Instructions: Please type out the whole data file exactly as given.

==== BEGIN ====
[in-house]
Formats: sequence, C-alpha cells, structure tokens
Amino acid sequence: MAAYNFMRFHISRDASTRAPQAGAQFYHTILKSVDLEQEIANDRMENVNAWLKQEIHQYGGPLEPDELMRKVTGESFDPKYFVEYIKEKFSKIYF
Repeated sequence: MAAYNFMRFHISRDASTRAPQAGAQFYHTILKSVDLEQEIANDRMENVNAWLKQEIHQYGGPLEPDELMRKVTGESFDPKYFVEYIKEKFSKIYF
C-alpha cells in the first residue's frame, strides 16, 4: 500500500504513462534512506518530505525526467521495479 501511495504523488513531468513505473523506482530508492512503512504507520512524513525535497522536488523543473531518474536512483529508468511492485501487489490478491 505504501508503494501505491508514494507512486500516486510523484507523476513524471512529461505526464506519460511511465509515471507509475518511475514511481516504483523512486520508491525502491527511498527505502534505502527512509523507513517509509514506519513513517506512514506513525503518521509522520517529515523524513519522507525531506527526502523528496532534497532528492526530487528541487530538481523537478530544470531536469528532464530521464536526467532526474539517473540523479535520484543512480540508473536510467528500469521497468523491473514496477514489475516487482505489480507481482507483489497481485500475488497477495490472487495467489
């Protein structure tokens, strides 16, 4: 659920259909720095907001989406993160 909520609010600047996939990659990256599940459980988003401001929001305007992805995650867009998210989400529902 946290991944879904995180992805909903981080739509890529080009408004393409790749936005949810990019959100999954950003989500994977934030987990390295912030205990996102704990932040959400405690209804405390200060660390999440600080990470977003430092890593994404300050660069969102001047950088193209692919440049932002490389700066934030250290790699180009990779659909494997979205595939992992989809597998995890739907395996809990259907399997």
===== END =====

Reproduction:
[in-house]
Formats: sequence, C-alpha cells, structure tokens
Amino acid sequence: MAAYNFMRFHISRDASTRAPQAGAQFYHTILKSVDLEQEIANDRMENVNAWLKQEIHQYGGPLEPDELMRKVTGESFDPKYFVEYIKEKFSKIYF
Repeated sequence: MAAYNFMRFHISRDASTRAPQAGAQFYHTILKSVDLEQEIANDRMENVNAWLKQEIHQYGGPLEPDELMRKVTGESFDPKYFVEYIKEKFSKIYF
C-alpha cells in the first residue's frame, strides 16, 4: 500500500504513462534512506518530505525526467521495479 501511495504523488513531468513505473523506482530508492512503512504507520512524513525535497522536488523543473531518474536512483529508468511492485501487489490478491 505504501508503494501505491508514494507512486500516486510523484507523476513524471512529461505526464506519460511511465509515471507509475518511475514511481516504483523512486520508491525502491527511498527505502534505502527512509523507513517509509514506519513513517506512514506513525503518521509522520517529515523524513519522507525531506527526502523528496532534497532528492526530487528541487530538481523537478530544470531536469528532464530521464536526467532526474539517473540523479535520484543512480540508473536510467528500469521497468523491473514496477514489475516487482505489480507481482507483489497481485500475488497477495490472487495467489
């Protein structure tokens, strides 16, 4: 659920259909720095907001989406993160 909520609010600047996939990659990256599940459980988003401001929001305007992805995650867009998210989400529902 946290991944879904995180992805909903981080739509890529080009408004393409790749936005949810990019959100999954950003989500994977934030987990390295912030205990996102704990932040959400405690209804405390200060660390999440600080990470977003430092890593994404300050660069969102001047950088193209692919440049932002490389700066934030250290790699180009990779659909494997979205595939992992989809597998995890739907395996809990259907399997």